How I Flunked Wood Shop
Why You Won’t See Me Fondling Woodworking Tools at Sears
I was fortunate to grow up in the 50s with a then very progressive California educational system. The minimum educational requirements for a public school teacher in those days was a Masters Degree – my French, English & math teachers had PhD degrees with the latter being the co-author of the trigonometry text that the school used. As a math and science nerd I was taken aback when I was informed upon entering 7th grade, that all boys were required to take wood shop. I certainly understood the necessity for the girls taking Home Economics – that was going to be their future (remember – this was the 50s). My negative reaction to the course was tempered a bit on the first day of class when I spotted a display of the intriguing projects that we would be constructing during the semester.
The first project was a rather simplistic, basic one – we were tasked with making a sanding block to be used in future projects. A sanding block is basically a rectangular piece of wood around which sand paper is wrapped facilitating it’s mission to smooth out the target wood. On day one of class, the instructor issued us each a block of wood, which was slightly larger than the required dimensions of the finished project. We were told to mark the wood with those dimensions and then simply deploy a wood plane tool to size and level the wood block to its required size. We were admonished that the finished work must be square, level and of the exact specified size, and the work would be checked by the instructor with a square (at least I believe the tool was called that) and ruler.
I eagerly marked my block of wood with the required dimensions and enthusiastically began the process of using my trusty plane to finish the project with dreams of future exciting projects dancing in my mind. On day two of class I brought my finished project to the teacher who after placing his square on my sanding block announced that it was not level. Further attempts to finish the block caused me to go beyond the required dimensions and the teacher patiently cut me another block of wood to finish. That block of wood again failed the teacher’s scrutiny, as did my next couple. By then, most of my classmates had gone on to more exciting projects such as tie racks, etc., as I continued to deploy my plane tool with negative results.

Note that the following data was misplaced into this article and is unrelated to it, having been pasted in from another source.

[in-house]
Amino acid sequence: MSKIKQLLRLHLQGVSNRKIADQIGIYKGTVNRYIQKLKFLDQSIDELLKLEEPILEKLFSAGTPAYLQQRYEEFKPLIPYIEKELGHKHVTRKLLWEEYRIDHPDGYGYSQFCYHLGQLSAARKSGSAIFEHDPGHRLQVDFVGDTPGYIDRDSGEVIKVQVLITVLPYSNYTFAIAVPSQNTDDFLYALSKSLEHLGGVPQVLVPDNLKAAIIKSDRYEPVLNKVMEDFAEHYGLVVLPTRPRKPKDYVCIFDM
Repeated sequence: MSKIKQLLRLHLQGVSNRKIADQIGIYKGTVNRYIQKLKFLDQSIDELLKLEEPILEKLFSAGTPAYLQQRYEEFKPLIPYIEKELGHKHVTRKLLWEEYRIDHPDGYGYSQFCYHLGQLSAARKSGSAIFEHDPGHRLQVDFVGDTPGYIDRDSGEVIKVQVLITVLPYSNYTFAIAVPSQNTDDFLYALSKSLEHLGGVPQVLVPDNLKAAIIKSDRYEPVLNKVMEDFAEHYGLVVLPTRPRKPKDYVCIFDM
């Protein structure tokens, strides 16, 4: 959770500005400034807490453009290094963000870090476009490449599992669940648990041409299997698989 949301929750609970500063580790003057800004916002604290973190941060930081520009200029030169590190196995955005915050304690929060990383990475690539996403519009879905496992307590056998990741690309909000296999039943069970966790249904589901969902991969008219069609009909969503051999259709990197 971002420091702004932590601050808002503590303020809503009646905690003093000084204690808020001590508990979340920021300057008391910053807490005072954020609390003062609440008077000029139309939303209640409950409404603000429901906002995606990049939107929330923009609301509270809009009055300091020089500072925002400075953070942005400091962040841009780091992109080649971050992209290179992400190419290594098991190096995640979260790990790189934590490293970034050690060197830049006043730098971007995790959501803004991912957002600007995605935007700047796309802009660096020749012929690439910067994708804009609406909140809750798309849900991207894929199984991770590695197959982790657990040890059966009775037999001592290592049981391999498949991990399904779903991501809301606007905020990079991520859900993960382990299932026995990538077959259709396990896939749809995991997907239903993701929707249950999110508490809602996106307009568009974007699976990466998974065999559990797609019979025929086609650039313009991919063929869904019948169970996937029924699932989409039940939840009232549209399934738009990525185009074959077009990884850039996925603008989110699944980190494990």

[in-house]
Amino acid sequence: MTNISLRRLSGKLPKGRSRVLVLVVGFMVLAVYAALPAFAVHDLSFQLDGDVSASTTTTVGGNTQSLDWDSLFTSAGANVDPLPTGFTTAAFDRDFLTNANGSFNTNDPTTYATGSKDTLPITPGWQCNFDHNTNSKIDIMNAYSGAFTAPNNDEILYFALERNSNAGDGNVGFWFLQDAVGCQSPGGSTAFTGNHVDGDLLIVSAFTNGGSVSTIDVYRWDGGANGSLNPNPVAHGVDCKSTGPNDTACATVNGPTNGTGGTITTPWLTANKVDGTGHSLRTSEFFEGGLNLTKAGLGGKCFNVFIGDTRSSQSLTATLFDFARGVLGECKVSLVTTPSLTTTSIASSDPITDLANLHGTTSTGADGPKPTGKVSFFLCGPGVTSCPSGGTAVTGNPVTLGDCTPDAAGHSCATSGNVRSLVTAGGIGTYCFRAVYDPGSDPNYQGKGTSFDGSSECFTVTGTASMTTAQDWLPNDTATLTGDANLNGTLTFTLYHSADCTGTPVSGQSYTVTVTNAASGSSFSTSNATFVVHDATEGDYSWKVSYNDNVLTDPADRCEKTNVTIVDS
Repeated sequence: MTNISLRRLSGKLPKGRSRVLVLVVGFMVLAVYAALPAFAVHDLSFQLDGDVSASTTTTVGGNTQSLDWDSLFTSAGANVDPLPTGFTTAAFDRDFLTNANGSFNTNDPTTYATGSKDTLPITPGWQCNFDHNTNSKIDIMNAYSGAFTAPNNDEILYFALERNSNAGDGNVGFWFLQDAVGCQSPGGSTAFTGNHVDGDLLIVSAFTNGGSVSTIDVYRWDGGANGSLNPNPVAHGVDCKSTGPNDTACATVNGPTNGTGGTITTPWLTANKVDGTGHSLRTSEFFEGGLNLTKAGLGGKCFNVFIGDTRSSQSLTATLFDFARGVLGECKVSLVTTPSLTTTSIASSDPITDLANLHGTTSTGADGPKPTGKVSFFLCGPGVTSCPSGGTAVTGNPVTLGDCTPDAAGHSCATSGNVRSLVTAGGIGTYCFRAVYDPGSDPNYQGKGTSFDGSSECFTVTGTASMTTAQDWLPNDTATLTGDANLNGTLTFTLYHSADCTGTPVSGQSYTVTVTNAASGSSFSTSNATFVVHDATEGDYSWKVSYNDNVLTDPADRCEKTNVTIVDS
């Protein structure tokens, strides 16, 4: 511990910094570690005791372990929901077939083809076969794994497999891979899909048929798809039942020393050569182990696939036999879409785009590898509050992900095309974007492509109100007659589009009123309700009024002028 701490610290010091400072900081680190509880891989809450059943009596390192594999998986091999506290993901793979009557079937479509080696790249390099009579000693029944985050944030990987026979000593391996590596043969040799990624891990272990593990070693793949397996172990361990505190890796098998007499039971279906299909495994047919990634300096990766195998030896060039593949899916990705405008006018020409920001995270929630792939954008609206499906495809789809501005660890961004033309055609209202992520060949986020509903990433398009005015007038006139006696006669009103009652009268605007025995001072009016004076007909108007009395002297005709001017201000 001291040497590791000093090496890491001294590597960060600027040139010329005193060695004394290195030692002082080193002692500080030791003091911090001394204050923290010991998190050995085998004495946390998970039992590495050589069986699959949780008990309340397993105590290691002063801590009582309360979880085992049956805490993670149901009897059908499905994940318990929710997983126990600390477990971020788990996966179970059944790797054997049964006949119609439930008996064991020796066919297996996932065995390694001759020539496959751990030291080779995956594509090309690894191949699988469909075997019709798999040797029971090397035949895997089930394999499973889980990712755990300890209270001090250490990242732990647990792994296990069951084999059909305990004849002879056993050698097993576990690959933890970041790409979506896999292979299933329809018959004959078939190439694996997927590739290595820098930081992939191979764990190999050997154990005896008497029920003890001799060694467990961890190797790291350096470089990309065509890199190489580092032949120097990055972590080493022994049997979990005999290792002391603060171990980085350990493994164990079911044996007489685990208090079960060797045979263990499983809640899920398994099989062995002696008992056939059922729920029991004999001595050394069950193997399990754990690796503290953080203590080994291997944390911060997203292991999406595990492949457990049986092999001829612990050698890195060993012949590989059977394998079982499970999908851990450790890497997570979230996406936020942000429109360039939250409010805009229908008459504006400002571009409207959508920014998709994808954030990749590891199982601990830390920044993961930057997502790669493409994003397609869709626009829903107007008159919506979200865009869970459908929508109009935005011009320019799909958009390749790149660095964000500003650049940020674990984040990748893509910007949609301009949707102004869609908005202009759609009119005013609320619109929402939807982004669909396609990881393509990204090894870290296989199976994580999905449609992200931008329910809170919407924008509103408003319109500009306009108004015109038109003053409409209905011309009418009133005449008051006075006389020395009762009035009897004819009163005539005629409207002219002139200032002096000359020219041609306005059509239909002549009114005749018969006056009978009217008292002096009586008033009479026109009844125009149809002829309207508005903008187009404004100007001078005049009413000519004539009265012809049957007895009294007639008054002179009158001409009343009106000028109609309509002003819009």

Weeks went by, and I still had not been able to successfully complete my sanding block. With each new approach to my teacher now regarding me with a suspicious eye prior to applying his unforgiving tools to my efforts, I became increasingly frustrated – especially as I eyed the now even more complicated projects of my peers. Mercifully, the semester ended and I had not even completed the first, seemingly simple project. I received the only “F” grade of my academic career.
Not until today, some 51 years later as I did a solo, boring, multi-hour bicycle ride with plenty of contemplative time did I finally understand the rationale for the class. I believe that one of the functions of the class was to demonstrate that society cannot successfully function with only those who excel in academics, but requires a joint effort of varied talents. I discovered that the student who might not be a candidate for a physics class is capable of doing things that I neither can nor want to do.
But there’s more….
Fast-forward a few years. I was now an engineering student at the University of California, Berkeley, taking the multi-hour class, Engineering Manufacturing Processes. One of my projects was to design, manufacture and build a plane tool (like the one I was unsuccessfully able to utilize in my wood shop class) made totally out of metal. In that no wood was involved, I completed the project and ultimately got an “A” in the course. Fortunately, I was never asked to demonstrate the use of my project!